24 August 2007

Ukrainian independence day

On the sixteenth anniversary of its emergence as a sovereign state, eastern Europe's second-largest country finds itself poised for yet another contentious election, the fourth in three years. There is some prospect that the pro-Western reformist coalition (BYuT and Our Ukraine) could edge out the conservative Party of Regions to dominate the parliament, ending the current period of divided government (conservative majority in parliament vs. reformist President Viktor Yushchenko) and strengthening the country's pro-Western orientation.

The next Presidential election in Ukraine is in 2009. Even among reformist voters, there is a consensus that Yushchenko's rule has been a failure, because he has not done enough to eradicate the corruption which plagues the country. His supporters are shifting toward the other major reformist leader, Yulia Tymoshenko. If Tymoshenko runs and wins in 2009, she will be Ukraine's most firmly independence-minded and pro-Western President yet -- and the first female leader of a Slavic nation since Catherine the Great.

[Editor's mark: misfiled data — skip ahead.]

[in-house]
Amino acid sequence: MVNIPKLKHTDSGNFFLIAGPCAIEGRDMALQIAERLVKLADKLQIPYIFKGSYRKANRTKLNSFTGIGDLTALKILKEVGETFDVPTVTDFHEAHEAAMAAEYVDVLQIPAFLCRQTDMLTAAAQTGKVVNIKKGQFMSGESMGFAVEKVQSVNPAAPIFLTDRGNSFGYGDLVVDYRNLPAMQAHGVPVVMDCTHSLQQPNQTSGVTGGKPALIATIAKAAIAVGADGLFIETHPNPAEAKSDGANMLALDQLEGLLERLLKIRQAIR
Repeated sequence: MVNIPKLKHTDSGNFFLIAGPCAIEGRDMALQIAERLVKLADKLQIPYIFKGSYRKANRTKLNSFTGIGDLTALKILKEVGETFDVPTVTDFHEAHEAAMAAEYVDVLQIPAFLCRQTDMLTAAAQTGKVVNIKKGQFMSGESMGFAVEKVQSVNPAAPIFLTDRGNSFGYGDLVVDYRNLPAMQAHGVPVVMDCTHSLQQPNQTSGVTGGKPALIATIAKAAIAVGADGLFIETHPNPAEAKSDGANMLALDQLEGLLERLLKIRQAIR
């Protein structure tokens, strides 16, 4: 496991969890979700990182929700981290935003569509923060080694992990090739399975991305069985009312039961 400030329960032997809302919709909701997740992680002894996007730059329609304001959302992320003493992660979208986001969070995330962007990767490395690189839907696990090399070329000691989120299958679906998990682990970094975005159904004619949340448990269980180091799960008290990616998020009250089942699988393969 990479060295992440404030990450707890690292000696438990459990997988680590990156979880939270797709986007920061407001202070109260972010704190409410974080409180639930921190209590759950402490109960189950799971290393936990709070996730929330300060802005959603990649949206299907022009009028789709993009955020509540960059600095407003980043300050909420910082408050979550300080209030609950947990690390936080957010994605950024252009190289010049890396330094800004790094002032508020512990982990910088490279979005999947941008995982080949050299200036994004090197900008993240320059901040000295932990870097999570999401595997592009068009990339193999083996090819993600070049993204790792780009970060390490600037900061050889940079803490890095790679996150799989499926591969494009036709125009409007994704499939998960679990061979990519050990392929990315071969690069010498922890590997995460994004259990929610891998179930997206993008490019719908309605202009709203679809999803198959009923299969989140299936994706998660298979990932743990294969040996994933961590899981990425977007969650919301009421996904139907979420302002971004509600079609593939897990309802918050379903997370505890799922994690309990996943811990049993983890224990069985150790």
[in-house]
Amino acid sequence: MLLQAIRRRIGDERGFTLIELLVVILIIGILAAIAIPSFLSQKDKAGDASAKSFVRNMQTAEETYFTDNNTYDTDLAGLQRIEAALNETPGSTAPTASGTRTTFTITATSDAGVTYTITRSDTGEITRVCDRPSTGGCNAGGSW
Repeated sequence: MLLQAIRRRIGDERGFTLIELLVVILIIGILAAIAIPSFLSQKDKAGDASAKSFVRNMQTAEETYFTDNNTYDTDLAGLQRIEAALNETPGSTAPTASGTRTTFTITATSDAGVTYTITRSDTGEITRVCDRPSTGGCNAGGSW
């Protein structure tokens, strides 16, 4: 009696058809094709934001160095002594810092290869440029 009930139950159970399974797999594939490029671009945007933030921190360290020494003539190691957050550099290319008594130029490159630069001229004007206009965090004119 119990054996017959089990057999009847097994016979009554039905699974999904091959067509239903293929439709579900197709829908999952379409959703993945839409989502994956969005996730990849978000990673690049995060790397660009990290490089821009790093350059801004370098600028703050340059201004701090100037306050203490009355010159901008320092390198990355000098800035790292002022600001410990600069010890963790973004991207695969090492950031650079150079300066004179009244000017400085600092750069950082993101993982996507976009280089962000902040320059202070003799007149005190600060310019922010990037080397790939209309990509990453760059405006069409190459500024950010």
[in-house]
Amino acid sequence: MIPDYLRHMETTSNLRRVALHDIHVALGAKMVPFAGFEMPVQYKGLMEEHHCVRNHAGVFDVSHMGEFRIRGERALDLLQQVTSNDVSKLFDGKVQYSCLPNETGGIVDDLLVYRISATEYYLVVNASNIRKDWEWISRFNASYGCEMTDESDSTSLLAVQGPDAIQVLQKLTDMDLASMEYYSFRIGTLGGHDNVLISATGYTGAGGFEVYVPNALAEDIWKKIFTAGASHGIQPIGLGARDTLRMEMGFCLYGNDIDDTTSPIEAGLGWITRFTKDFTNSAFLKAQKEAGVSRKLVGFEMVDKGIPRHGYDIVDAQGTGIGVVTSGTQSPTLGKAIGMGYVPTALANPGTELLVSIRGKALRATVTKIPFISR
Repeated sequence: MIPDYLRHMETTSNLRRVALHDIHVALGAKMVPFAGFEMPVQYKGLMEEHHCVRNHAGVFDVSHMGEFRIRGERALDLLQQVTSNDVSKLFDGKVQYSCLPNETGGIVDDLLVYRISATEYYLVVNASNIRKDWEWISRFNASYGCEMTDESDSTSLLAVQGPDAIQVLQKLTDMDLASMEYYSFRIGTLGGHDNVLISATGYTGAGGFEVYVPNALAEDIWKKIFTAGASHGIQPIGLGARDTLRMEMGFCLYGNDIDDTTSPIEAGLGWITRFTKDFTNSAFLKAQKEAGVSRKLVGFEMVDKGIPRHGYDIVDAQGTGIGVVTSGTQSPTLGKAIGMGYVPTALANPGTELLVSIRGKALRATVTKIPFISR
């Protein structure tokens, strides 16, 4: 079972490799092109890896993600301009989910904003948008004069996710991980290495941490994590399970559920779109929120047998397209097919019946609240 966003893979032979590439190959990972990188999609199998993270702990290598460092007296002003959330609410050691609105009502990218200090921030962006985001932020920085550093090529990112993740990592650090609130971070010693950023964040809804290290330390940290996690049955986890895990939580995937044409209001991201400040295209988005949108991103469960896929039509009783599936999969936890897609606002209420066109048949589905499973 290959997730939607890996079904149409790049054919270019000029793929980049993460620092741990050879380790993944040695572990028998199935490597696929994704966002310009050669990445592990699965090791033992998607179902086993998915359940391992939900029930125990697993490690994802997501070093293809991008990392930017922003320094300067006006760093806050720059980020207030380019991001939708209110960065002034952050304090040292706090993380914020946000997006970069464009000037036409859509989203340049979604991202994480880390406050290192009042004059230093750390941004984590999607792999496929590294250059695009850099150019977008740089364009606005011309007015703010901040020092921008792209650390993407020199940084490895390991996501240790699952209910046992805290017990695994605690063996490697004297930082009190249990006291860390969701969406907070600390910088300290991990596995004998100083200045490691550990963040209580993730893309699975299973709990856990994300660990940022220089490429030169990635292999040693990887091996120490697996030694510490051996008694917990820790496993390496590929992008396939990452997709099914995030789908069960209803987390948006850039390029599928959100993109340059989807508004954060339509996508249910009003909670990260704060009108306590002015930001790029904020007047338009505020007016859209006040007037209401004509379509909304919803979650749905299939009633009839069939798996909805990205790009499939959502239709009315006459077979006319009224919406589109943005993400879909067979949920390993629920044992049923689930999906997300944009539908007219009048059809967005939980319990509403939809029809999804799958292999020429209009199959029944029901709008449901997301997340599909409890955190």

Though many Americans probably could not find Ukraine on a map, the fate of its independence will influence the global balance of power in the years to come. In the Putinist regime's campaign to re-establish Russian domination of eastern Europe, Ukraine is by far the largest prize. If we think Russia is creating problems now, that's nothing compared to what it would be capable of doing if it managed to drag Ukraine back into its empire.

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